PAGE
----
Conclusion:” We conclude that the TrEndo holds real potential to become a home training device. We demonstrated that an objective assesment method of a basic laparoscopic task by means of the TrEndo globally corrolates with the subjective gold standard of MIS skills, the Objective Structured Assesment of Techical Skills (OSATS). However, the TrEndo was more responsive than the OSATS and might be more effective at recording individual progress.”
Horeman T, Rodrigues SP, Dobbelsteen JJ van den, Jansen FW and Dankelman J, “Visual force feedback in laparoscopic training,” Surgical Endoscopy, vol. 26(1), pp. 242-248, 2011.
Conclusion: ‘…The real-time visualization of applied forces during training may facilitate acquiring tissue handling skills in complex laparoscopic tasks and could stimulate proficiency gain curves of trainees. … ‘
Horeman T, Rodrigues SP, Dankelman J, Dobbelsteen JJ van den, and Jansen FW, “Suturing intraabdominal organs: when do we cause tissue damage?,” Surgical Endoscopy, vol. 26(4), pp. 1005-1009, 2012.
Conclusion: ’ … With the results presented in this study, it is possible to provide clinically relevant and validated feedback to trainees about their tissue handling skills.’
Horeman T, Kertiva D, Valdastri P, Dobbelsteen JJ van den, Jansen FW, Dankelman J, ”The influence of instrument configuration on tissue handling force in laparoscopy,” Surgical Innovation, vol. 20(3), pp. 260-267, 2012.
Conclusion: ‘The force data indicates that the increased complexity in instrument handling with straight instruments in a Single Port configuration increases the tissue manipulation force.’
Horeman T, Rodrigues SP, Jansen FW, Dankelman J, Dobbelsteen JJ van den, “Force Parameters for Skills Assessment in Laparoscopy,” IEEE Transactions on Haptics, vol 5 (4), pp. 312-322, 2011.
Conclusion: ‘We conclude that force measurements in a box trainer can be used to classify the level of performance of trainees and can contribute to objective assessment of suture skills.’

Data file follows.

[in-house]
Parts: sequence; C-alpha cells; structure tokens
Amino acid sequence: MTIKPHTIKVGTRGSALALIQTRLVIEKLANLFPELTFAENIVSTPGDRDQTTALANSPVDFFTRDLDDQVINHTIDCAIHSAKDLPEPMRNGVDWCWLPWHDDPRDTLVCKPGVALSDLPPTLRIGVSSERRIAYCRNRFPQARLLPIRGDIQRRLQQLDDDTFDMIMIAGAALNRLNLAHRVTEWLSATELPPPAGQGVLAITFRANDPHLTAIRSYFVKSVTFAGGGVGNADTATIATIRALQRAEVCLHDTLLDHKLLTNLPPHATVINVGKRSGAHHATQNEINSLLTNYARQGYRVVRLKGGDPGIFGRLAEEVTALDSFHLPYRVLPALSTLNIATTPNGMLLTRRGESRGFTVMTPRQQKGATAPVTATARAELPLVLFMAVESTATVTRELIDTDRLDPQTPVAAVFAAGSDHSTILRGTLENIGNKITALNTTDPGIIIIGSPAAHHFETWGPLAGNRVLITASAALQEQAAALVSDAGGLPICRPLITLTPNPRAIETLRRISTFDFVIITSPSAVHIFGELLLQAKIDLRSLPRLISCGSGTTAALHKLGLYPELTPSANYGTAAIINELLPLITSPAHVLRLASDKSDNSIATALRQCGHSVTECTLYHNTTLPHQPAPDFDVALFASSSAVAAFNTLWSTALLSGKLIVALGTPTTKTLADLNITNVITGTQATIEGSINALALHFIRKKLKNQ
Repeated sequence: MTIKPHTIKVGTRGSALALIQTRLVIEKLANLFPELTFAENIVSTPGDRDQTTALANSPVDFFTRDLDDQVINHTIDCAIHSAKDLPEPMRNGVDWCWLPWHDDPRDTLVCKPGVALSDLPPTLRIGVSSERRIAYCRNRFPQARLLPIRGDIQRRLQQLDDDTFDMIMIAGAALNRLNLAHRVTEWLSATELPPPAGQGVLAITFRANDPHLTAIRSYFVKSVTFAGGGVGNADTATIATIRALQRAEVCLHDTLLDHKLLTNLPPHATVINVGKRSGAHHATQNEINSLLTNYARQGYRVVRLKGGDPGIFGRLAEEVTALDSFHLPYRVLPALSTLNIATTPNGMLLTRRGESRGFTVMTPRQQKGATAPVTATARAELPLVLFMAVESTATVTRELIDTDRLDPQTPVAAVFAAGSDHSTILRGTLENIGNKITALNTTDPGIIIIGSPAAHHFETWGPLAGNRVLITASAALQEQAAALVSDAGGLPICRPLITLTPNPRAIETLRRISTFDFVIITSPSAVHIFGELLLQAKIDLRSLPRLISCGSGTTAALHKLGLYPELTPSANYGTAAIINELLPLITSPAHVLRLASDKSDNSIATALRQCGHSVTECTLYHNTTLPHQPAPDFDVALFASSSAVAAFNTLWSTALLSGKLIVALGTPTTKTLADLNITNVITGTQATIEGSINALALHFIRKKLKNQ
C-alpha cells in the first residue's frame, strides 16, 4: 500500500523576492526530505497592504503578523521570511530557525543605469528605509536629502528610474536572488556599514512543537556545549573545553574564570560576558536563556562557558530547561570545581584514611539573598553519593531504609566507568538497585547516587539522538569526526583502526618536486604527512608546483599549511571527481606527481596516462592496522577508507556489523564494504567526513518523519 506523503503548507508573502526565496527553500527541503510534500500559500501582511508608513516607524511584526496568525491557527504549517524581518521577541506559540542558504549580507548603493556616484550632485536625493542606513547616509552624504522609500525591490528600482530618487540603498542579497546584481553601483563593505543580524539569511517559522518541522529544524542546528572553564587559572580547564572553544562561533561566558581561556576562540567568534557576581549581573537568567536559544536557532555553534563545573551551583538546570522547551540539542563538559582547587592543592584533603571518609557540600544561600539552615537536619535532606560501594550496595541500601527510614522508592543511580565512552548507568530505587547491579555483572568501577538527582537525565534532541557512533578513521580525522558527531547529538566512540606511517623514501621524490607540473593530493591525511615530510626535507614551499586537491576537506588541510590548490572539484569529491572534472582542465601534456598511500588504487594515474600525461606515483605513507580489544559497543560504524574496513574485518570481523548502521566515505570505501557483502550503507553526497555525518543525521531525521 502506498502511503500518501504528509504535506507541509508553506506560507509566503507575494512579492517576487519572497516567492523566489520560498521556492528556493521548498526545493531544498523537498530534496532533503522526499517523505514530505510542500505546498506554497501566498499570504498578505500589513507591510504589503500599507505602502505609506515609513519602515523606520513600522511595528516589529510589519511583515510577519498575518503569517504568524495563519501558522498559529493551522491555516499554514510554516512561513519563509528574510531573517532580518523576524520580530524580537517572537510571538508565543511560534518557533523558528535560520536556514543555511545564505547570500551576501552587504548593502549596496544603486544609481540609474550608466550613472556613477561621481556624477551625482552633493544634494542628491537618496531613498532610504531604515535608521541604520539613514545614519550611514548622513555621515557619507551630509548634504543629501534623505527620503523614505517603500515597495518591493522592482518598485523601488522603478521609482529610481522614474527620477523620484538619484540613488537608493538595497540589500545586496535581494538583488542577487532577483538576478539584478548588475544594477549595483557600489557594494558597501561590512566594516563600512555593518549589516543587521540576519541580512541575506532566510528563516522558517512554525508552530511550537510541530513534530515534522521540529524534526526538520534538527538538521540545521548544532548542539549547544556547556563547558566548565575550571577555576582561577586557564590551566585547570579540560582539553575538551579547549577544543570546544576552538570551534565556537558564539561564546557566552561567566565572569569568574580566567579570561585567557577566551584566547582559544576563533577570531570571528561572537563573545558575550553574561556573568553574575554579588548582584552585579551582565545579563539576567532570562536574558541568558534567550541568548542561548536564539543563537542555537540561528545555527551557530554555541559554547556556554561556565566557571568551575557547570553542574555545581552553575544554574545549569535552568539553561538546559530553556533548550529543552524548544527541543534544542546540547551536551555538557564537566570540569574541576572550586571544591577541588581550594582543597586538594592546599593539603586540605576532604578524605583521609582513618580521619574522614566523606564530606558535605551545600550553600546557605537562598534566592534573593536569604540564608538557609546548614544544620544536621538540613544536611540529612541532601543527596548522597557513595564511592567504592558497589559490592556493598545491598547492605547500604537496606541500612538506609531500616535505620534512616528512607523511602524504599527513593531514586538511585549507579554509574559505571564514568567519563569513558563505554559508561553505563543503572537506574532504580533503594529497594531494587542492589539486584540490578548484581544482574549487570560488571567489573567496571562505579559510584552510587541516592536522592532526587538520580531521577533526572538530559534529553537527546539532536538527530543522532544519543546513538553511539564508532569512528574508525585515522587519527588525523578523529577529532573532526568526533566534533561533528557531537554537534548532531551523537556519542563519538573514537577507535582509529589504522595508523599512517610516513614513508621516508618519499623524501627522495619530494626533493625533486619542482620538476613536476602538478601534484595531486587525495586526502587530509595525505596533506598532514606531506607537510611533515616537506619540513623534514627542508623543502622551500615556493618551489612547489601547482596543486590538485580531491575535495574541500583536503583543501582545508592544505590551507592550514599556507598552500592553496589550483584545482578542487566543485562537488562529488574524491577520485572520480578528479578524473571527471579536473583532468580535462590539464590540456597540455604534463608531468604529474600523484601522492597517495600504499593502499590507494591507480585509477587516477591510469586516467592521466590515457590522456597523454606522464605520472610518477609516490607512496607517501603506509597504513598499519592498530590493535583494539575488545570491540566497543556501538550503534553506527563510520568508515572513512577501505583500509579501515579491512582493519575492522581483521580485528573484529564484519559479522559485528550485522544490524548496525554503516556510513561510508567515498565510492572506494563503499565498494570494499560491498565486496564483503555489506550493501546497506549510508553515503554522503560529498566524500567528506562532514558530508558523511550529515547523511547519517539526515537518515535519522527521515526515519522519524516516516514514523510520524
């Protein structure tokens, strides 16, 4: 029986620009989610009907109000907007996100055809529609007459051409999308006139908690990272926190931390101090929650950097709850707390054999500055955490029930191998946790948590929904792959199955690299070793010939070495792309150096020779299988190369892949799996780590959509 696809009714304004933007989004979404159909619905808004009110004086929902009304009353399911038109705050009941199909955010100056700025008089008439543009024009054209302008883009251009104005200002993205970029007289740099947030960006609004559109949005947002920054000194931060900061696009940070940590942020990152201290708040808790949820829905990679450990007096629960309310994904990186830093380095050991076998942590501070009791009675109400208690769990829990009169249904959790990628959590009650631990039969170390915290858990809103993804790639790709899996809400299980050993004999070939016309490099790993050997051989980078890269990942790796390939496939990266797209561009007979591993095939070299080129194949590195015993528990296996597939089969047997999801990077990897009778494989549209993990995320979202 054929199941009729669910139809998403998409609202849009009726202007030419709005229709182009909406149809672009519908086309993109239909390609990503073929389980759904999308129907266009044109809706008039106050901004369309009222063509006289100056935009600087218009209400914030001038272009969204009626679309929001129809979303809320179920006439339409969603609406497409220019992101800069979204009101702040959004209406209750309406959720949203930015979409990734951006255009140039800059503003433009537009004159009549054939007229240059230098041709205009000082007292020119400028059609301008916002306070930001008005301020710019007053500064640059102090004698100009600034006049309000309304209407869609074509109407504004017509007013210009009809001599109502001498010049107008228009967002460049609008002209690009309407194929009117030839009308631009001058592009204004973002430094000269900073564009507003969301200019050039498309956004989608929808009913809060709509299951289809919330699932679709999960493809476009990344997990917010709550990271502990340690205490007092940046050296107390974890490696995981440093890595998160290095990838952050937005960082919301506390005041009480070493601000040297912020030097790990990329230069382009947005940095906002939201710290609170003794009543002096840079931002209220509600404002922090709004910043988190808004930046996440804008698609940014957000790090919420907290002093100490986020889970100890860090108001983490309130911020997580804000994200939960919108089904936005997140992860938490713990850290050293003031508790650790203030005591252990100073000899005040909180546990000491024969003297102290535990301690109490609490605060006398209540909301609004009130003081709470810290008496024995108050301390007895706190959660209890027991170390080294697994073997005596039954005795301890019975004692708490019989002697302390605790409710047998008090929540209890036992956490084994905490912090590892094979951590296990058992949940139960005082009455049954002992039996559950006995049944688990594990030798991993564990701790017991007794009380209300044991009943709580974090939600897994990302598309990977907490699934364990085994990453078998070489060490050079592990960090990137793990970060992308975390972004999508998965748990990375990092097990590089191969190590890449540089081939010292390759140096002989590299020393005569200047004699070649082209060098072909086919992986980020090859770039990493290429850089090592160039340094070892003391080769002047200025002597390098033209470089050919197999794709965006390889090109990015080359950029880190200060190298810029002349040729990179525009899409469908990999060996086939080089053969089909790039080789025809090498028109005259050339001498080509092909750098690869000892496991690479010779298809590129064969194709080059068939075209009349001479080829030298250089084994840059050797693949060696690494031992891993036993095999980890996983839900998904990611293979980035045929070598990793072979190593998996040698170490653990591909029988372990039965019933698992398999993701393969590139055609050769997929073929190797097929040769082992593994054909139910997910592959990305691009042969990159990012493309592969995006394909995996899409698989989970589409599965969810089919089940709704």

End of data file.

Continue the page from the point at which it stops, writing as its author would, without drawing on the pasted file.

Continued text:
Horeman,T, Rodrigues SP, Jansen FW, Dankelman J and Dobbelsteen JJ van den, “Force measurement platform for training and assessment of laparoscopic skills,” Surgical Endoscopy, vol. 24(12), pp. 3102-3108, 2009.
Conclusion: ‘The designed platform is easy to build, affordable, and accurate and sensitive enough to reflect the most important differences in e.g. maximal force, mean force, and standard deviation. Furthermore, the compact design makes it possible to use the force platform in most box trainers.’
Van Empel PJ, van Rijssen LB, Commandeur JP, Verdam MGE, Huirne JA, Scheele F, Bonjer HJ, Meijerink WJ. “Validation of a new box trainer-related tracking device: the TrEndo. ʺ Surg. Endosc. 2012.
Conclusion: Face, content, and construct validities of the TrEndo were established. The TrEndo holds real potential as a (home) training device.
Hiemstra E, Chmarra MK, Dankelman J, Jansen FW. “Intracorporeal Suturing: Economy of Instrument Movements Using a Box Trainer Model. ʺ Journal of Minimally Invasive Gynecology. 2011.
Conclusion: The construct validity has been suggested for time, path length, motion in depth, and motion smoothness for assessment of the laparoscopic suturing task using a box trainer. An expert level has been set for training and assessment purposes. The addition of economy of movement to time to complete the task has the potential to refine acquisition of skills.
Daniel F. Kott award for “Best new instrumentation” in Las Vegas, AAGL 2011.
Young Researcher Award for the research: “Force feedback in laparoscopy; Is it useful?” in Trondheim, SMIT2010.